Trafalgar Castle School - Yearbook (Whitby, Ontario Canada)

 - Class of 1930

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Trafalgar Castle School - Yearbook (Whitby, Ontario Canada) online yearbook collection, 1930 Edition, Cover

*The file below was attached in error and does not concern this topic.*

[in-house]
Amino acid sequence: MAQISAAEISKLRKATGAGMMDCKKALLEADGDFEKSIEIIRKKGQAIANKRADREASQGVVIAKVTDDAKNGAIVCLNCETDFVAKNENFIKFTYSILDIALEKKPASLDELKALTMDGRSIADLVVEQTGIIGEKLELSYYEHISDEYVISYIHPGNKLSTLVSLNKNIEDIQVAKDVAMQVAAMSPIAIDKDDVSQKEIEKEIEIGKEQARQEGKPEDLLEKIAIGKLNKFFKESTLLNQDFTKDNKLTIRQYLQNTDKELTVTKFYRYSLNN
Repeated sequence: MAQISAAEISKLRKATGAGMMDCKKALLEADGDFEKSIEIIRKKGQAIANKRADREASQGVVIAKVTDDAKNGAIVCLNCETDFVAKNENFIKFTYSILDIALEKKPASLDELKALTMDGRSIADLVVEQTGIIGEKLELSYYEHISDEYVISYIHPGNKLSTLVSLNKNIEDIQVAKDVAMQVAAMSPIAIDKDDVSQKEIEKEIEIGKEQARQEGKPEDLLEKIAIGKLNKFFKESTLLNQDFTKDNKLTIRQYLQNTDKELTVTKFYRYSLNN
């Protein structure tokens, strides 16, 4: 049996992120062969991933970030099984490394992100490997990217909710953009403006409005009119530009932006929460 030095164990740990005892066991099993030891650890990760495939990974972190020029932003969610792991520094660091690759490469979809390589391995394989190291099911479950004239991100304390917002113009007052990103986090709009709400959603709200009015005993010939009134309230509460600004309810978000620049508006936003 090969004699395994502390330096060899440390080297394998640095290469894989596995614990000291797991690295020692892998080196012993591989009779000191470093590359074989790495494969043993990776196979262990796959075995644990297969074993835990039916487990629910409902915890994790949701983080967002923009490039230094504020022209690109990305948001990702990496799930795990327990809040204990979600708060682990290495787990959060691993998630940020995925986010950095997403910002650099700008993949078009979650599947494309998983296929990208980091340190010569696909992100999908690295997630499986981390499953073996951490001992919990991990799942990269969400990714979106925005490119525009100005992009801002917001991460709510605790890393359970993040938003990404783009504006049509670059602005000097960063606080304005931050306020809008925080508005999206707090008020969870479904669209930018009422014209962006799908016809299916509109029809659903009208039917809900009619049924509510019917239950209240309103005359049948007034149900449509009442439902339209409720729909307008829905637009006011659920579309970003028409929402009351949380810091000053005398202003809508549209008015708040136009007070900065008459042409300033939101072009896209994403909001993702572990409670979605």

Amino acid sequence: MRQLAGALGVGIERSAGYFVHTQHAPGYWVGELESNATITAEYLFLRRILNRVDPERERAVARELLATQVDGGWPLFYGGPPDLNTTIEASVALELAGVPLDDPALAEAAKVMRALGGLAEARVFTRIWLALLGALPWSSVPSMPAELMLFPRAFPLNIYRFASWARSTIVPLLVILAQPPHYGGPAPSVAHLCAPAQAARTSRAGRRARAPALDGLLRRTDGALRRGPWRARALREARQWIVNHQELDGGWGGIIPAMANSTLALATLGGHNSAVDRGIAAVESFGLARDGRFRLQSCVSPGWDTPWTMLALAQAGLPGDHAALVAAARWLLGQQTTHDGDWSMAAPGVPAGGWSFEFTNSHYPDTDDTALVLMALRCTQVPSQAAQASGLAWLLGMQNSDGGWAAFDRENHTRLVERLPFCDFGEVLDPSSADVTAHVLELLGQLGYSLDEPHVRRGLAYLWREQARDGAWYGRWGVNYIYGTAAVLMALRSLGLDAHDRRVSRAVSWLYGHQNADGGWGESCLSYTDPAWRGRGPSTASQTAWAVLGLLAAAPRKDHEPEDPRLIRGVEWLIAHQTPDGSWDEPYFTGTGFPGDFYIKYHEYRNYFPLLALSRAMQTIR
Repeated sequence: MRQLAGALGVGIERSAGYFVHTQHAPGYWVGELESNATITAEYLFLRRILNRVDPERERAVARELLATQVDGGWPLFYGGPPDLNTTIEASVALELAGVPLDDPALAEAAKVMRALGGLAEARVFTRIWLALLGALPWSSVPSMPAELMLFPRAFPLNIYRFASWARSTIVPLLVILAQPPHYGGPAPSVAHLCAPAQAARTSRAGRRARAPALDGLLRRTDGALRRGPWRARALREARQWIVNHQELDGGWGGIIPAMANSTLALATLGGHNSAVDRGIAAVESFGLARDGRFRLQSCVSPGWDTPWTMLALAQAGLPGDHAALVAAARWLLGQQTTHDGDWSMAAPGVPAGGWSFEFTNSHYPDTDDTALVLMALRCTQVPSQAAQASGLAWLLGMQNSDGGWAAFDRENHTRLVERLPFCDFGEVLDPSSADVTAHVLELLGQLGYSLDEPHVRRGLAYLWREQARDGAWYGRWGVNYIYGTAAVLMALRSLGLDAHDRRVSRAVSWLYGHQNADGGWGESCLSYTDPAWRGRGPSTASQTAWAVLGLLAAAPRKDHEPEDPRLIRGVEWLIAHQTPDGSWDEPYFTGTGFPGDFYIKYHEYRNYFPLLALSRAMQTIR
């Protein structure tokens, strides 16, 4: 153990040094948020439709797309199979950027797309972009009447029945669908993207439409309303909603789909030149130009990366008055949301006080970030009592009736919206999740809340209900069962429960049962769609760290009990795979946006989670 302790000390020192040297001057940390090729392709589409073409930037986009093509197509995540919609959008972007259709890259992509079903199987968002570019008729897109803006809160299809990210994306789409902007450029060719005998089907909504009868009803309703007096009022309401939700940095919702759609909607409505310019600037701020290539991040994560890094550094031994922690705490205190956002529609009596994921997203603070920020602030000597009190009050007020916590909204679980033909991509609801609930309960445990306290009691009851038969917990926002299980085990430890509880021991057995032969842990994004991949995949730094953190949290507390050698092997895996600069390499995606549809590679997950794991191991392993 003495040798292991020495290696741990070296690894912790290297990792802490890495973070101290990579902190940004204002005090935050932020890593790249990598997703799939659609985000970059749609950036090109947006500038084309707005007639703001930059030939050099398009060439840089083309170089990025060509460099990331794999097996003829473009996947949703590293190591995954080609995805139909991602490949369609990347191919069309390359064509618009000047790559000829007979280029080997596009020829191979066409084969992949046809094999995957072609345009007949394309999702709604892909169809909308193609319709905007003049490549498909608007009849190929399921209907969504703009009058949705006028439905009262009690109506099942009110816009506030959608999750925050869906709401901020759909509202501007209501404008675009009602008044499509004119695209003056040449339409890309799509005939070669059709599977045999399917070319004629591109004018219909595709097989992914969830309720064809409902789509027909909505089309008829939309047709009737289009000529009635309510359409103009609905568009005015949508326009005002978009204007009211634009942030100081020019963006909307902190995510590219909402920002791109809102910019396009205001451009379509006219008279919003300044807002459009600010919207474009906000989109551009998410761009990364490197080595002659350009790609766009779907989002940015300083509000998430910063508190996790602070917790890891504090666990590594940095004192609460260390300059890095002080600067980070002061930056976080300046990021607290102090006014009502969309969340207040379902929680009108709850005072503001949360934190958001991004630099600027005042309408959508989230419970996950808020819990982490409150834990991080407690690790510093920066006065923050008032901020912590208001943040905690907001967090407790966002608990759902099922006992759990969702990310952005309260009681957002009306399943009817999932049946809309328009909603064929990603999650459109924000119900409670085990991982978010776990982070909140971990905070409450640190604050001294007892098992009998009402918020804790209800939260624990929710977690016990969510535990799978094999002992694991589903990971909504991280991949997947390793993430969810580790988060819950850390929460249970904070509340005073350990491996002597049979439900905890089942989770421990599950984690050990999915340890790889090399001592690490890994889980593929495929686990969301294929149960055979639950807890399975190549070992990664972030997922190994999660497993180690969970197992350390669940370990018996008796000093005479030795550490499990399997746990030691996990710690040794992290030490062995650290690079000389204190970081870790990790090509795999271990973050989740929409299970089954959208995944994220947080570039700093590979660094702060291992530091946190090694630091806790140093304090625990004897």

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Text from Pages 1 - 128 of the 1930 volume: